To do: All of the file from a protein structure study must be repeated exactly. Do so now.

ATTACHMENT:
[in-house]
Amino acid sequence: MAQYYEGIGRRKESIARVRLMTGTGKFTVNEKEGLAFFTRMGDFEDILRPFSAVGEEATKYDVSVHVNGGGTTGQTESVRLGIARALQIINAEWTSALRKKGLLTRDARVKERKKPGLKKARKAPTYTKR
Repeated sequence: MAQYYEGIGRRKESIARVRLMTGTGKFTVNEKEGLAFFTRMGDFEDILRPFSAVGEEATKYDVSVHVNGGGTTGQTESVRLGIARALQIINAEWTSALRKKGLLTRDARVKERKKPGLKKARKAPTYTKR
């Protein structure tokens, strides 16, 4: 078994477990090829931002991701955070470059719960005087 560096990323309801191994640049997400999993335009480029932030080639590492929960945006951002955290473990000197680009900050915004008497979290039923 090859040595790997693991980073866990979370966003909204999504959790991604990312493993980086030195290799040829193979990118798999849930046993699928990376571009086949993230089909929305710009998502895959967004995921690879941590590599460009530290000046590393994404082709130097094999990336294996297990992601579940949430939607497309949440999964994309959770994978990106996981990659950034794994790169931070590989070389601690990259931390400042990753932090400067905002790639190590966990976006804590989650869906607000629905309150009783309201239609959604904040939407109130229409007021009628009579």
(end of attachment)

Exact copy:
[in-house]
Amino acid sequence: MAQYYEGIGRRKESIARVRLMTGTGKFTVNEKEGLAFFTRMGDFEDILRPFSAVGEEATKYDVSVHVNGGGTTGQTESVRLGIARALQIINAEWTSALRKKGLLTRDARVKERKKPGLKKARKAPTYTKR
Repeated sequence: MAQYYEGIGRRKESIARVRLMTGTGKFTVNEKEGLAFFTRMGDFEDILRPFSAVGEEATKYDVSVHVNGGGTTGQTESVRLGIARALQIINAEWTSALRKKGLLTRDARVKERKKPGLKKARKAPTYTKR
């Protein structure tokens, strides 16, 4: 078994477990090829931002991701955070470059719960005087 560096990323309801191994640049997400999993335009480029932030080639590492929960945006951002955290473990000197680009900050915004008497979290039923 090859040595790997693991980073866990979370966003909204999504959790991604990312493993980086030195290799040829193979990118798999849930046993699928990376571009086949993230089909929305710009998502895959967004995921690879941590590599460009530290000046590393994404082709130097094999990336294996297990992601579940949430939607497309949440999964994309959770994978990106996981990659950034794994790169931070590989070389601690990259931390400042990753932090400067905002790639190590966990976006804590989650869906607000629905309150009783309201239609959604904040939407109130229409007021009628009579």